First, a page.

In this article, we will tell you the steps you need to set up Azure Function for IronWorker.

In Azure Function, we need first to create a Function app which is the logical management and execution container for your actual function code

1. Create Function app

From the top search input search for “Function App”, and click on “Create” on the Function App page.

function_1
function_2

Select a resource group, Enter Function App Name, select Code as Publish type, and select the Runtime Stack & Version.

An Edge of Azure Function is providing .Net Core, Java, and PowerShell runtimes.

It does make sense of course to support their stacks.

function_3
function_4

Select a storage account and the OS. you can change the plan type on this screen as well.

function_5

Review and click “Create”. You can also download the function template.

function_6
function_7

When the deployment is complete click on “Go to resource”

function_9

2. Create the Function

Now we have created the Function App, we can add functions to it.
On the Function-app dashboard select functions from the left menu and click “Add” on the top menu

function_10

Select “HTTP Trigger”, Enter function name, and select “anonymous” for Authorization level to allow accessing from HTTP. Click “Add” to create the functions.

It provides different triggers like the “Timer trigger” for scheduling the function run and can be triggered by other Azure services.

function_11

3. Function Code

After creating the function, you can add the code inside the web editor, or upload a Zip Package.

From the Test/Run screen, you can test the function output.

function_12

Unfortunately, our testing app was bigger than the allowed zip file size to be uploaded, which is 5MB! I guess it’s a too-small number.
Compressing the app files results resulted in 7.3MB best size.

function_13

4. Limits

Some of the most important to know limits on Azure Functions based on the usage plan.

Max instances:
Consumption plan=200, Premium plan=20, App Service plan=10-20

Max Timeout :
Consumption plan:(Default=5, Max=10) ,Premium plan:(Default=30, Max=Unlimited), App Service plan: (Default=900, Max=Unlimited)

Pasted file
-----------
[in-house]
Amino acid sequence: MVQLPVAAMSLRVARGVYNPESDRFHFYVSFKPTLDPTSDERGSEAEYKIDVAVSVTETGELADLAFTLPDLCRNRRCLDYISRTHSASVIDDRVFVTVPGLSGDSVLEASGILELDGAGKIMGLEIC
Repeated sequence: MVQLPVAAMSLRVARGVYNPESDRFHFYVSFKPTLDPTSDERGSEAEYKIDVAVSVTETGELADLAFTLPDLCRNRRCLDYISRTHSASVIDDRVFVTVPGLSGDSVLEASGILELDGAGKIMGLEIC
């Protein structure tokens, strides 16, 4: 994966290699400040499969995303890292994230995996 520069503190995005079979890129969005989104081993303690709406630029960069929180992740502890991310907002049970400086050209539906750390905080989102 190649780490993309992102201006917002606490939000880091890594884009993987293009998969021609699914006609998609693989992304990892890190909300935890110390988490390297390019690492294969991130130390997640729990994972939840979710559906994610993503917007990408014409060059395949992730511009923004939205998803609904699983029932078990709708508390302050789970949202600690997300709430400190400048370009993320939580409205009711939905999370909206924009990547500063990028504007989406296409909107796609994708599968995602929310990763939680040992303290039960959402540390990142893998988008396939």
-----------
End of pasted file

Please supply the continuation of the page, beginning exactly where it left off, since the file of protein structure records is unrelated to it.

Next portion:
Max request size (MB): 100

More on Azure Function Limits:

https://docs.microsoft.com/en-us/azure/azure-functions/functions-scale

5. Costs

Azure will charge you for Azure Functions According to your selected Consumption Plan per-second resource consumption and executions.

Consumption Plans come with a free tier 1 million requests and 400,000 GB-s of resource consumption.

More on Azure Function Pricing here:

https://azure.microsoft.com/en-us/pricing/details/functions/

6. Notes

At first glance, you see a small abstraction but when start deploying you may get confused it would be better if was just the function directly holding its own config. Providing runtimes .Net, Java, PowerShell definitely is a unique value you can’t find on many other FaaS services

7. Security

For more about Azure Security and compliance

https://docs.microsoft.com/en-us/azure/compliance/

8. Pros & Cons

As a serverless function service, it’s a good solution with a good predefined runtime set including (.Net, Java, and Powershell).
Azure function allows you to select the underlying infrastructure OS (Linux or Windows).

Some of the cons I have experienced are the 5MB limited zip-package size when uploading the function zipped-code. And the abstractions level when creating the function.

In comparison with IronWroker, it doesn’t provide a task scheduler and hard to setup.

Leave a Comment





This site uses Akismet to reduce spam. Learn how your comment data is processed.